Social Security provides vital financial support for nearly 53 million seniors. Social Security also provides critical benefits to widows and those with disabilities. Unfortunately, Social Security faces a $5.4 trillion deficit over the next 75 years (an amount equal to over one-third the size of the entire U.S. economy). As Chairman of the House Budget Committee, one of my top priorities is to preserve the Social Security safety net and make sure the program remains solvent for future generations.
Social Security Cost-of-Living Adjustment for 2011
On October 15, 2010, the Social Security Administration announced that there will be no automatic Social Security Cost-of-Living-Adjustment (COLA) increase for 58 million Americans in 2011. The Social Security Act provides that the COLA will increase automatically each year, provided that there is an increase in inflation, as measured by the Consumer Price Index (CPI). However, since there was no increase in inflation from the third quarter of 2008 to the third quarter of 2010, there will be no COLA increase in 2011. Furthermore, there will be no change in the maximum amount of earnings subject to Social Security taxes in 2011.
Social Security is Going Broke
Social Security is funded by the payroll taxes of current workers to pay the benefits of current retirees. Projected long run program costs are not sustainable under current program parameters. Social Security's annual surpluses of tax income over expenditures are expected to fall sharply this year and to stay about constant in 2011 because of the economic recession. They are expected to rise only briefly before declining and turning to permanent cash deficits beginning in 2015 that grow as the "Baby Boom" generation retires.
In addition, this surplus is a product of an intergovernmental transfer system. The Social Security surplus is given to the Treasury Department and replaced with IOUs. This intergovernmental transfer is different form normal government debt as we think of it, because when an individual buys a government bond, he or she has a financial claim against the government. When the government issues itself an IOU to one of its own accounts, it has not purchased anything or established a claim against another institution or person.
However, the main reason for the looming financial crunch is that our society is aging. The "Baby Boom" generation has already started to collect their Social Security retirement benefits. As a result, there are fewer workers to support each retiree than when Social Security was created. Increasing life expectancy and the approaching retirement of more Baby Boomers continues to put increasing pressure on Social Security each year. Over the next several years, the number of retirees is expected to grow more rapidly than the number of individuals whose taxes will pay for future benefits. Because of this, the number of workers supporting each Social Security recipient is projected to fall from 3.3 today to 2.2 in 2041. When comparing these figures with those from 1950 (when there were 16 workers for every 1 recipient), the changes in the program become clear.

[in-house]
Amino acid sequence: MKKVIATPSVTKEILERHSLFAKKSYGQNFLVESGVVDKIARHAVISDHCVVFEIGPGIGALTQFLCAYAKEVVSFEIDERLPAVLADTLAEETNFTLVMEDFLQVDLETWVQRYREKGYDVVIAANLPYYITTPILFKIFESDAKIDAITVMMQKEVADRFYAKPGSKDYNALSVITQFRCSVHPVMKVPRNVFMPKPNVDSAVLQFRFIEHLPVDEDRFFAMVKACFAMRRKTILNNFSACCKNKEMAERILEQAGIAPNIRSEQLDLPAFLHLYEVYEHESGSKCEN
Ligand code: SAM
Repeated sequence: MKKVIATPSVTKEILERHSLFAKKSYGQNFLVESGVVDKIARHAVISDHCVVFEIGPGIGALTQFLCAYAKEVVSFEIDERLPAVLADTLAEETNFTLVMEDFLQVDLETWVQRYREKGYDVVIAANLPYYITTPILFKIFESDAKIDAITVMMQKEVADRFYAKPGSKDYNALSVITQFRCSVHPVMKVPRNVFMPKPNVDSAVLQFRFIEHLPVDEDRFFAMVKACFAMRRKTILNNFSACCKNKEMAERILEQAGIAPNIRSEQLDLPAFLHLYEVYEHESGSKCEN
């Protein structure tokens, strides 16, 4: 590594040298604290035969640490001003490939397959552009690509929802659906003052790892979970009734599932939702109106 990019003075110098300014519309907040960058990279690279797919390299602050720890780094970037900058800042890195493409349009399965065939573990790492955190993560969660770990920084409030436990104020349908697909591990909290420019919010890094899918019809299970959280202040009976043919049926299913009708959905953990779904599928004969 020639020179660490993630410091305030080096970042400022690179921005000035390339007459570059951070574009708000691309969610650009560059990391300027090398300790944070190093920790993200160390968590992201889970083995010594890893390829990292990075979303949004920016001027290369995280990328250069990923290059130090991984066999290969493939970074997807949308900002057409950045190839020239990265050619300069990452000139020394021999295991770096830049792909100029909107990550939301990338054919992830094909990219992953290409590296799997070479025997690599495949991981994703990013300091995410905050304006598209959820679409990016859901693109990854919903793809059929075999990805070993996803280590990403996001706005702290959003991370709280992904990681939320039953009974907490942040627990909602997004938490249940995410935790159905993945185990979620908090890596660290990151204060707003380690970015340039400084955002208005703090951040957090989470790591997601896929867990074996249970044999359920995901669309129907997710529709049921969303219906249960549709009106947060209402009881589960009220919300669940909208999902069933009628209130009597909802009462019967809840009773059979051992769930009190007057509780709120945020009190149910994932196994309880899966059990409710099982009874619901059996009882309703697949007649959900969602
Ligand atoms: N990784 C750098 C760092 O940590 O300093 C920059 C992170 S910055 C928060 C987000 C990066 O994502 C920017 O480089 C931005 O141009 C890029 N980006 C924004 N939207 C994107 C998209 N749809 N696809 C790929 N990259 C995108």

The Need for Reform
Indeed, according the 2010 Social Security Trustees Report, beneficiaries will face a painful 22% across-the-board benefit cut in 2037 when the Social Security Trust fund is exhausted. Even those who are currently on Social Security -- those now 62 and older -- may experience indiscriminate cuts in benefits at a time when they are increasingly reliant on the program. In order to avert these painful benefit cuts, I recently reintroduced my plan, A Roadmap for America's Future, which offers modest, sensible reforms to Social Security going forward so this program can fulfill its mission for future generations, while making no changes in benefits for those over 55.
H.R. 4529, A Roadmap for America's Future
I first introduced the Roadmap in 2008 to address the greatest threat to our economic and fiscal future--the massive debt burden being driven by the unsustainable growth in entitlement spending. At the time, I argued that years of reckless spending, by both Democratic and Republican Administrations, had America on a perilous path. One in which Americans' health and retirement security programs would soon collapse; future generations would be crushed under a burden of debt and taxes; and our economy would become unable to compete with the rest of the world. Since then, our country has undergone a dramatic financial and economic crisis, unemployment has doubled, and unfortunately, our day of fiscal reckoning has drawn rapidly closer.